A good example is CEO of StoraEnso, Member of the Board of Nokia, Mr. Jouko Karvinen (54 years old) who was just chosen as The Director of Innovation Year 2011 (a Finnish competition where the three other great nominees were from startup world). Karvinen’s answer to the question ‘how innovations can be led?’ was: “it is a team sport, that must be led from the field, not from the outside of the rink, nor from the stand”. Further Jouko Karvinen explains his 80/20 rule: the ratio of questions and answers by CEO must be 80/20, in that order. Mårten Mickos highlighted exactly the same, more questions needed.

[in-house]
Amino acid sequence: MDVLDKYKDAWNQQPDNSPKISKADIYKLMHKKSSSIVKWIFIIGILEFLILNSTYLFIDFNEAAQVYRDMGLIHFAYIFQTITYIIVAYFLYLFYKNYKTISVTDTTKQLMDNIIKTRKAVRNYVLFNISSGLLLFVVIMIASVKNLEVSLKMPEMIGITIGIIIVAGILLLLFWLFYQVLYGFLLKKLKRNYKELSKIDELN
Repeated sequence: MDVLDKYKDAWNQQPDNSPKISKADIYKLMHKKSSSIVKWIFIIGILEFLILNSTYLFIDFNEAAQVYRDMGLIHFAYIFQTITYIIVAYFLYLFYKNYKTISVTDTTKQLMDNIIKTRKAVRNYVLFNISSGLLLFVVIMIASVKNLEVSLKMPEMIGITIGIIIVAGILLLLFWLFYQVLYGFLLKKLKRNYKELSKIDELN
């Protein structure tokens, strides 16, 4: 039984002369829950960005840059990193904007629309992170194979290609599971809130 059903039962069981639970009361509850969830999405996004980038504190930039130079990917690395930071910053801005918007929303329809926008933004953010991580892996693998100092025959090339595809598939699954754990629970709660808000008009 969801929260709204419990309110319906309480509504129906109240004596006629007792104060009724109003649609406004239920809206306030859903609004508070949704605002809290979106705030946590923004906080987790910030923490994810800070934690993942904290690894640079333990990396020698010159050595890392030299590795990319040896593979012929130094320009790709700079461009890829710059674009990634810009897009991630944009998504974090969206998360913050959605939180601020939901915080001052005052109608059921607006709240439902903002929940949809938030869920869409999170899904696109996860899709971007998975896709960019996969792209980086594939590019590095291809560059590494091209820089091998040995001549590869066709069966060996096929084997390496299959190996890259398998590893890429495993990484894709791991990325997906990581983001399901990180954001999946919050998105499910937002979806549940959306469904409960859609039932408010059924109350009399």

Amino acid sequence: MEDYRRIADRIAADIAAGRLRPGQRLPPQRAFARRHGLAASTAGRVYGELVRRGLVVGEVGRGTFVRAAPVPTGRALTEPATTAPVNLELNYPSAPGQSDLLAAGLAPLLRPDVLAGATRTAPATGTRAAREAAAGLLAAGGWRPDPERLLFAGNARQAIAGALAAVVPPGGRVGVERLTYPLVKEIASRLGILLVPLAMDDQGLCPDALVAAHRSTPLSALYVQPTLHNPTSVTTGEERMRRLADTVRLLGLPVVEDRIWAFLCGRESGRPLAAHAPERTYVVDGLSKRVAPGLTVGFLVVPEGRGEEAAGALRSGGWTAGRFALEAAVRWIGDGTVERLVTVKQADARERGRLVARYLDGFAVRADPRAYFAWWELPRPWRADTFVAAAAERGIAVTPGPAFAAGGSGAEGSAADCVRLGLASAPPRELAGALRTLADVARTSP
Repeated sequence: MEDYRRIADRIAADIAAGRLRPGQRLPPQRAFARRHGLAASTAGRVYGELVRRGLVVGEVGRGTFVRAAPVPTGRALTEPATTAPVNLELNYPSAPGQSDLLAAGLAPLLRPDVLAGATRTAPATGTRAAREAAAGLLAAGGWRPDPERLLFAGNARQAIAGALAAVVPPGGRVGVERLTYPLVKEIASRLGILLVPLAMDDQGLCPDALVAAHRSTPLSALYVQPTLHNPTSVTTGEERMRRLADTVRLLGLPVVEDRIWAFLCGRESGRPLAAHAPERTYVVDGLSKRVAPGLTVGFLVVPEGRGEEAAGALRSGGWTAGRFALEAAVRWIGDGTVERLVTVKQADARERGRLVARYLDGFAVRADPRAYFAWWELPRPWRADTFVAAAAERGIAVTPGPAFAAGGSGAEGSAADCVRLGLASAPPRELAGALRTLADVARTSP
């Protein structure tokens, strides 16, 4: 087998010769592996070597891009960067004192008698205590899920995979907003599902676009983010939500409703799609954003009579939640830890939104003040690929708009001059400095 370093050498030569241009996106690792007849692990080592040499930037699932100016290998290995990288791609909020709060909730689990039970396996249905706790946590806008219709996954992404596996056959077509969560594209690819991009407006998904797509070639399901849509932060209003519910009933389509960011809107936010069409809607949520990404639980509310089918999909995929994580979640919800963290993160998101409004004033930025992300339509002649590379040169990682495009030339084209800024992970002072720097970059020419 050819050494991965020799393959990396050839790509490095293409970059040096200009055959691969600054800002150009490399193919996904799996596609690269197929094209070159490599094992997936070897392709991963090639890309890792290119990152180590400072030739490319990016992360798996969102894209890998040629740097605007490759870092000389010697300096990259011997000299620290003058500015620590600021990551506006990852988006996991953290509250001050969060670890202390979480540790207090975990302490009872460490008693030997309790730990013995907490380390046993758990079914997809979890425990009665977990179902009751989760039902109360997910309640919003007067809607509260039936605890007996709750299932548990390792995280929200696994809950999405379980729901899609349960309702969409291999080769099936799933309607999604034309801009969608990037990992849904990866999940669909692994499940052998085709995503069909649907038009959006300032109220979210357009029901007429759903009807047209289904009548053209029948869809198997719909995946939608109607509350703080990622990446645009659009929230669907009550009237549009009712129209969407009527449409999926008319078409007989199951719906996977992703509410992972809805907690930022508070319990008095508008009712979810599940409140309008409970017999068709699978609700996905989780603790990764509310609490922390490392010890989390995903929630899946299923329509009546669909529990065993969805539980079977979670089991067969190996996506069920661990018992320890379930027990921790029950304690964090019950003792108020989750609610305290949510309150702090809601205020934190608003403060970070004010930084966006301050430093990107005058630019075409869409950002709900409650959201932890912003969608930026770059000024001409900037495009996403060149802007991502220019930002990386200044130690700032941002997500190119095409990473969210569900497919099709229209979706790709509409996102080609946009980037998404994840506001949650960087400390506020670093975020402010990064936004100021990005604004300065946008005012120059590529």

The message of Karvinen, Mickos, and Viljakainen is very clear: leadership must be earned and it must develop very soon, preferably now. Finland and many other nations desperately need innovation as a driver for our success, and outdated leadership must not prohibit that.
My idea is that it requires not only rethinking and learning, but also great deal of unlearning. Despite of the age.
Another personal addition to this topic is that I believe that “for a knowledge worker it is not enough to be a team player, you must be a network player“. I believe that innovation is best nourished “in the edges”, as John Hagel & co describe it in the book The Power of Pull. Serendipitous encounters in the wide network are needed for innovation.